One of the most powerful benefits of using eLearning is that we are able to use interactivity and activities to create a highly engaging learning experience. To be completely honest, we are truly spoilt for choice being able to create almost any type of activity we can think of.
We can create activities that will help learners understand concepts, assess their learning and provide them with a safe environment to explore and fail.
But, to quote Uncle Ben;
“With great power, comes great responsibility”
While eLearning designers never set out to use their power for evil and create activities that are detrimental to the learning experience, there are constant temptations to create something that is fun rather than something that is purposeful. If you succumb to these temptations, you are at risk of creating bad eLearning, something we have previously touched on in our “Types of eLearning: The good, the bad and the ugly” webinar and blog.
Below are some tips on how to ensure the activity you are designing is going to add to the learning experience, and not be a frustration for the learner.
#1 Set a clear expected outcome
Having a clear goal for the activity you are designing is key to creating a purposeful interaction. While this seems like a given, complacency often leads to activities and interactions that are not aligned with the ultimate expected outcome.
At the highest level, we use activities to achieve one of the following outcomes:
- Help the learner learn something new
- Ask the learner to demonstrate their existing knowledge
- Check that the learner has gained new knowledge
- Show the learner the consequences of their decision
The trap that many designers fall into, is setting the goal of testing recall with all their activities. They create interactions that basically check if someone is able to recall a fact they were given only minutes earlier. Now if you are designing a solution that has a goal of testing and improving someone’s memory, then this would be acceptable, but in all other cases this is a lost opportunity.
We want to create activities that allow the learner to apply the information they’ve learnt critically and demonstrate their skills. We want to make the think and do, not just remember.
#2 Align with the real world
At the end of the day, the goal for any training is to provide someone with new skills and knowledge that they will be able to apply in the real world. Therefore looking to the real world is a great way to ensure that what you are designing is going to be relevant and relatable. It’s also a great way to get an idea of the best interaction to use for the activity.
For example, let’s imagine we are creating an immersive eLearning solution for paramedics to help them become aware about the hazards that they will face in thier role. We could create hazard identification activities, where our learner would be presented with a scene or situation and they would have to select all of the hazards they can see. This would be fine, but it’s not taking into consideration the full circumstances of the real world, as in the real world there would be time constraints and also distractions.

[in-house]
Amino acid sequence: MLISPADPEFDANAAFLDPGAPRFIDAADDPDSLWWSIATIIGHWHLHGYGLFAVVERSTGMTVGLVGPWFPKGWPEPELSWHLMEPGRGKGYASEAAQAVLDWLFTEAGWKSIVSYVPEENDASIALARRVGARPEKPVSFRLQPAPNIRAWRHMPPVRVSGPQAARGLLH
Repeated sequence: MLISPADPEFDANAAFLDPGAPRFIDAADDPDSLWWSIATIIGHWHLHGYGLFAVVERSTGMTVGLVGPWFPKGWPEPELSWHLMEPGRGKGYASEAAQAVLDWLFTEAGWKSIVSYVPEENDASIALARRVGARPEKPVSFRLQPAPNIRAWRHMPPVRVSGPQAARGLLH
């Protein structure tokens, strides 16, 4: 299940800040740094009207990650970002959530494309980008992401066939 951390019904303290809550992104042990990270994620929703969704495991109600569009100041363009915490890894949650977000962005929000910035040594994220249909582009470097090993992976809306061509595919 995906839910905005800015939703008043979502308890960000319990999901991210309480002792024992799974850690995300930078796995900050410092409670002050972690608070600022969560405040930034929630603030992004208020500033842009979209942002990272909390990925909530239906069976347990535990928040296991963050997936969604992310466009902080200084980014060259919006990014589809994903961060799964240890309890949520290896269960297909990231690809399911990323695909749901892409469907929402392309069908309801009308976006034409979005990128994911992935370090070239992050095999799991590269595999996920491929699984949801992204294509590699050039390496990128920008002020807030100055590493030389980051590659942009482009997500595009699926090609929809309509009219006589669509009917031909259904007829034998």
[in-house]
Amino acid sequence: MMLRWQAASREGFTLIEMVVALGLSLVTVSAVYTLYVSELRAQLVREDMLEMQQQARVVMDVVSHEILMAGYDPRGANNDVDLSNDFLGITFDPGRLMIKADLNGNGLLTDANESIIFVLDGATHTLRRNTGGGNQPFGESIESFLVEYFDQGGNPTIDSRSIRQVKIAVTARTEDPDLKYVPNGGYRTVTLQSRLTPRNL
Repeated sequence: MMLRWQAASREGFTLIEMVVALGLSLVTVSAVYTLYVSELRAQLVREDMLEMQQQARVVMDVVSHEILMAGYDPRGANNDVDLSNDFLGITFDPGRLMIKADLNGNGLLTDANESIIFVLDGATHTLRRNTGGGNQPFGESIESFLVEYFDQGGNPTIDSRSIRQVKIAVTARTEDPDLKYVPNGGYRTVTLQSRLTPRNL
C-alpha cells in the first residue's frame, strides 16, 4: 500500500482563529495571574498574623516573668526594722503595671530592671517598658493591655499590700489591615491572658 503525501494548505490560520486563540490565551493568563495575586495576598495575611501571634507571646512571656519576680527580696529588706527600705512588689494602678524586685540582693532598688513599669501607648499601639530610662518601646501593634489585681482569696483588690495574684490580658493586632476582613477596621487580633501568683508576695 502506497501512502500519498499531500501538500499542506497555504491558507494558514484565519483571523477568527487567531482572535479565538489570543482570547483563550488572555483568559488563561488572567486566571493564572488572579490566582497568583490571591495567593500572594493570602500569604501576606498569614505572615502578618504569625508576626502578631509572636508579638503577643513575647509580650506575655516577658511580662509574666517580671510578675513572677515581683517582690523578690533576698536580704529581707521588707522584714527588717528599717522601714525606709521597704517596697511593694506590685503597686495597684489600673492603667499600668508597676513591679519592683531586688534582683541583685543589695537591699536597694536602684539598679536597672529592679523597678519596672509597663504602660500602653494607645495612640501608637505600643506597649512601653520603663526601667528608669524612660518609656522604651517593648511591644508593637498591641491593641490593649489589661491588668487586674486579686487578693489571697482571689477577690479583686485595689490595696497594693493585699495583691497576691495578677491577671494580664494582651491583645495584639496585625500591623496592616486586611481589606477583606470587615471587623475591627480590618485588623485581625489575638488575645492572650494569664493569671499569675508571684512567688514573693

Now if we took the same scene and introduced a countdown timer, as well as audio simulating more information about the situation coming across the radio, all of a sudden we’ve been able to provide an environment that is more aligned with the real world.
Now our learner is forced to make decisions and identify hazards under a time constraint like they would in the real world. Imagine if they were listening to the radio, they hear about the patient’s violent history and suddenly the patient becomes a hazard that needs to be identified.
So when thinking about designing your interaction, really think about how it relates to the real world and you will be able to provide the learner with a more authentic and relatable learning experience.
#3 Employ K.I.S.S.
No, I don’t mean contact the agent of the legendary rock band and see if they are interested in an eLearning gig, what I mean is:
We want to ensure the activities and interaction we design are going to be engaging and relevant for the learner, while at the same time not distracting them from learning the material we want them to absorb with complex and unnecessary interactions.
We want our activities to be simple, intuitive and effective.
For example, let’s say we have an activity in which we want the learner to indicate if they think they should use a real ID, or a fake ID when applying for a job.
The interaction that is appropriate here is a standard multiple choice selection and could look like this:
In this example, the learner reads the question, makes their decision and is able to move on in two clicks. A nice simple interaction type and it allows the learner to complete the activity and move on easily and quickly.
Now let’s quickly talk about one of the most overused interaction types in eLearning; the drag-and-drop. For some reason both clients and a lot of providers are head over heels for these interactions, regardless of if they are appropriate to the desired learning outcomes.
Asking someone a true or false question? Drag-and-drop!
What someone who chose the right response from a list? Drag-and-drop!
What to frustrate learners with a pointless interaction? DRAG-AND-DROP!
Hearing “Can we make this more engaging by putting in a drag-and-drop activity?” still always sends a shiver down my spine.
The issue is that in most cases, all that a drag-and-drop interaction adds to an activity is testing the learners motor skills at the end of a cognitive task. It’s wasted effort the learner has to invest into the act of completing the interaction, rather than towards achieving a learning outcome.
Let’s contrast the steps a learner takes to answer an activity with three correct responses using a multi-choice interaction, against the steps they take to answer an activity using a drag-and-drop interaction.